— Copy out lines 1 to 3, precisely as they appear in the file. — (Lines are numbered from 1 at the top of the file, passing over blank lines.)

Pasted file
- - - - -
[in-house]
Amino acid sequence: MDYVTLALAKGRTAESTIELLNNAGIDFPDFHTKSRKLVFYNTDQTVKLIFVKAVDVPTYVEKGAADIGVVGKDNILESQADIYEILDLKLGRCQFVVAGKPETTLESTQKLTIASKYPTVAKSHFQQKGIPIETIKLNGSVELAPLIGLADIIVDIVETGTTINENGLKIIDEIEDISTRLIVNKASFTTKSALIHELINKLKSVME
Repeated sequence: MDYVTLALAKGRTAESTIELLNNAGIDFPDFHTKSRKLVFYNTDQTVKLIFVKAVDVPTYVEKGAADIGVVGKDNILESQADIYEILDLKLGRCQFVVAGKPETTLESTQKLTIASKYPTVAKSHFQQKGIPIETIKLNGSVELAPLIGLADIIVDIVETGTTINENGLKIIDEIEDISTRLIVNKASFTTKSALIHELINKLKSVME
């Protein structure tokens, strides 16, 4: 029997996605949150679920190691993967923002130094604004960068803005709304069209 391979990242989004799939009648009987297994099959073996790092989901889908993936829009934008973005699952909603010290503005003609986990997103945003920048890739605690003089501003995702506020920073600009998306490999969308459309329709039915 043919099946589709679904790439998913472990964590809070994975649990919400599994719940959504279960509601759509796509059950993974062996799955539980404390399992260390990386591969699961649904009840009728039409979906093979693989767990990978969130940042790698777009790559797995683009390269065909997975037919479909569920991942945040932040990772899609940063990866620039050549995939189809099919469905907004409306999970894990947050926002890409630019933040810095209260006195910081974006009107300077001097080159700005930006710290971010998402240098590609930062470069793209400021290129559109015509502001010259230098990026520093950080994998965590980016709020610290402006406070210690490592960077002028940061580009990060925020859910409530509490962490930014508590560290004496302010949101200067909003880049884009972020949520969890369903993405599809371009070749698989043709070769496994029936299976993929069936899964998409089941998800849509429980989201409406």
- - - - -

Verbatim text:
[in-house]
Amino acid sequence: MDYVTLALAKGRTAESTIELLNNAGIDFPDFHTKSRKLVFYNTDQTVKLIFVKAVDVPTYVEKGAADIGVVGKDNILESQADIYEILDLKLGRCQFVVAGKPETTLESTQKLTIASKYPTVAKSHFQQKGIPIETIKLNGSVELAPLIGLADIIVDIVETGTTINENGLKIIDEIEDISTRLIVNKASFTTKSALIHELINKLKSVME
Repeated sequence: MDYVTLALAKGRTAESTIELLNNAGIDFPDFHTKSRKLVFYNTDQTVKLIFVKAVDVPTYVEKGAADIGVVGKDNILESQADIYEILDLKLGRCQFVVAGKPETTLESTQKLTIASKYPTVAKSHFQQKGIPIETIKLNGSVELAPLIGLADIIVDIVETGTTINENGLKIIDEIEDISTRLIVNKASFTTKSALIHELINKLKSVME